Simply put, this BLOG is all about: LIFE STEWARDSHIP. Below you will find notes from Bible studies that cover basic stewardship principles and how to apply them to our lives.

Sunday, February 28, 2010

Work and Accountability

The people in Jesus' parable were expected to produce an increase with what they had been given. The master expected them to use what they had to produce more. That idea involves work. The Bible says that if we don't work, we don't eat. (2 Thess. 3:10)  In Prov. 18:9, the Bible condemns slothfulness in work.  (Also read 6:6-11).  What example does the Scripture use to describe how industrious we should be?
      To my brother pastors, I ask you to come up close for a minute.  Brothers, it is unfortunate that many in ministry today believe they should be paid for what they know rather than what they do.  Simply because you have gone to seminary does not mean that you will be paid for sitting around the office or the parsonage. Let your diligence in work be an example for the believers, rather than giving them cause to condemn you as a lazy person.  The most effective pastors in my life have been those who had a truly great work ethic.  Well, OK, back to the passage.
The stewards in Matthew 25 faced a day of reckoning. The master returned and demanded an accounting of their stewardship. He rewarded the faithful stewards and condemned the lazy steward. While we are saved by grace and can never face hell if we have received Jesus, we can and will be held accountable for our stewardship. Often the accountability comes in this life. If we are lazy, we might lose our jobs.  If we are big-spenders and squander what God gives us, we may end up in debt or, worse, bankruptcy. "Take that which he has and give it to another."
        Some people try to delay the accounting.  A person who has amassed a large debt and does not have the ability to make a payment might borrow more, but only finds that they are delaying the accounting.  As time passes and he continues this practice of borrowing to pay debt, his interest mounts higher and his debt accumulates and compounds, until he finds no way out but bankruptcy, which is not a biblical concept. Scripture says, "The wicked borrow and does not repay." Psalm 37:21.
Would those closest to you say you are a hard-worker?
Who are you accountable to regarding your finances?

Sunday, February 21, 2010

The Principle of Giving A Return

The Master was very pleased with the first two stewards who brought a return along with the original number of talents.  In fact, they both doubled what the Master had originally given.  Although the passage in Matthew does not specifically deal with the tithe, the expectation of a return suggests that God has a reasonable expectation of our returning money to Him. Why?
      First, the tithe is an acknowledgement of His ownership of everything. The example of first fruits in the Old Testament was an act of worship to thank God for all He has given and to acknowledge that it all belongs to Him.  The tithe is an act of obedience. His Word has commanded, "Bring ye all the tithes into the storehouse..." Malachi 3:10. By obeying God's word we are being faithful.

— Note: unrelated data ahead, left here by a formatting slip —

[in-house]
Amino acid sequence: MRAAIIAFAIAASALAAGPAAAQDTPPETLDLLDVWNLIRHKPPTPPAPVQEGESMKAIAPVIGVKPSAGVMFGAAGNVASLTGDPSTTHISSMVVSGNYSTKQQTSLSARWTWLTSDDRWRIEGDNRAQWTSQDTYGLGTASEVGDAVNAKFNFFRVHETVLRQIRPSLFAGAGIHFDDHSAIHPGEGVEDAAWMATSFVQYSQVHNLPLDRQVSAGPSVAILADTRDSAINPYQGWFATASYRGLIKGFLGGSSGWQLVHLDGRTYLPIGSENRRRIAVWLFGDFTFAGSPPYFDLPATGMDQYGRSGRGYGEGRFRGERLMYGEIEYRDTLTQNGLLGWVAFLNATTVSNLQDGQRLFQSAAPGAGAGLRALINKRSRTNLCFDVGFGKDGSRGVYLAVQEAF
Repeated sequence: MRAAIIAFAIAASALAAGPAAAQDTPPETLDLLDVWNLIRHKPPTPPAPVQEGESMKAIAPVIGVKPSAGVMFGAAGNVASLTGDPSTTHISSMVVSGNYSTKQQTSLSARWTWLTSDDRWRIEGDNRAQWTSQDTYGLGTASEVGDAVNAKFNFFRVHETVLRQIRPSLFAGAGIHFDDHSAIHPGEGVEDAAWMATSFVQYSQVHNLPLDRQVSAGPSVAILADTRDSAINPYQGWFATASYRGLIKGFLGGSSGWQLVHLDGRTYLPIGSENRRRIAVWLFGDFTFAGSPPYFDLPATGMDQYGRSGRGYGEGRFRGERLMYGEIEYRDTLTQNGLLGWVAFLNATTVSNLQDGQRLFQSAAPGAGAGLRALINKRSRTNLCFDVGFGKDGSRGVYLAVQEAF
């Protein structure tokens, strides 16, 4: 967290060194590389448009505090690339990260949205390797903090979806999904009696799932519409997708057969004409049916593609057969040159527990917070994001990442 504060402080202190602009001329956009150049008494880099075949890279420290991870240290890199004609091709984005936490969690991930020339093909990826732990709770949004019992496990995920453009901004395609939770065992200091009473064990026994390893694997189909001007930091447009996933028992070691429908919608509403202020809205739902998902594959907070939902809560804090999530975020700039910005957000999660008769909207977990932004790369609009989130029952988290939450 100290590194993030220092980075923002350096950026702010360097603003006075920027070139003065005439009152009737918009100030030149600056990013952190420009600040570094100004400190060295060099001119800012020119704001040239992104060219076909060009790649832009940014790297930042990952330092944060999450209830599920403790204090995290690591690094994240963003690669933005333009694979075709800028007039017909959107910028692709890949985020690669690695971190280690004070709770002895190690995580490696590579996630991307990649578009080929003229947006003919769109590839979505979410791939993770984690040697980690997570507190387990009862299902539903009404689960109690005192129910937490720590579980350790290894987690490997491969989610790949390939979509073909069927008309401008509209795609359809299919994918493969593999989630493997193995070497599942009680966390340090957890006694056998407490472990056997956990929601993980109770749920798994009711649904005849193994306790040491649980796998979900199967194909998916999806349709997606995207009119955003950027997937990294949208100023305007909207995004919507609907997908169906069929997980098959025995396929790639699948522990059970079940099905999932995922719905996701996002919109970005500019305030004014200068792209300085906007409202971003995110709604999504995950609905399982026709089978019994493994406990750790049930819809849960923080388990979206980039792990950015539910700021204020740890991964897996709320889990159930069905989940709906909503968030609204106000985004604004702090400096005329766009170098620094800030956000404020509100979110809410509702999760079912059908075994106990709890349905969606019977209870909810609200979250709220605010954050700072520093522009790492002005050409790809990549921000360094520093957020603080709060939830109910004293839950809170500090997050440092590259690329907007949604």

Next: the tithe is an act of obedience. In giving God the 10% of our income and one day a week of our time (the Sabbath) in special, holy stewardship (although remember we honor Him with ALL our time and material possessions), we demonstrate that we believe He will meet our needs with the 90% and the six days. Ron Blue says in his book, Master Your Money, “God meets our needs, not our greed’s.”
      The tithe is not just an Old Testament concept. Some people, including ministers, try to exempt themselves from the tithe by saying it is just found in the Old Testament. Read Luke 11:42. Jesus corrected the Pharisees for their lack of justice while they focused on tithing even the spices they grew. Notice He said they should do one, and at the same time not neglect the other. In other words, Jesus acknowledged that people should give tithes; He was merely emphasizing that we should also do justly in relationships with other people
        Next: the tithe belongs in the storehouse. We do not have freedom to give our tithe for benevolence, or to other good Christian organizations. Nor can we use it for personal matters. Some might argue that because we are in the ministry and the tithe is for the ministry's use, we are free to use the tithe for our own purposes. No, we bring ALL the tithes INTO THE STOREHOUSE -- that is the treasury of the church. Undesignated. I do not have the authority to tell the church what to do with my tithe. As a member of the church, I have the right to express my desires regarding the church's stewardship, but I have no right to designate my tithe. If I want to give benevolently, or give to another Christian organization, or give a designated offering, I must do so after I have given my tithe as an undesignated gift to my church.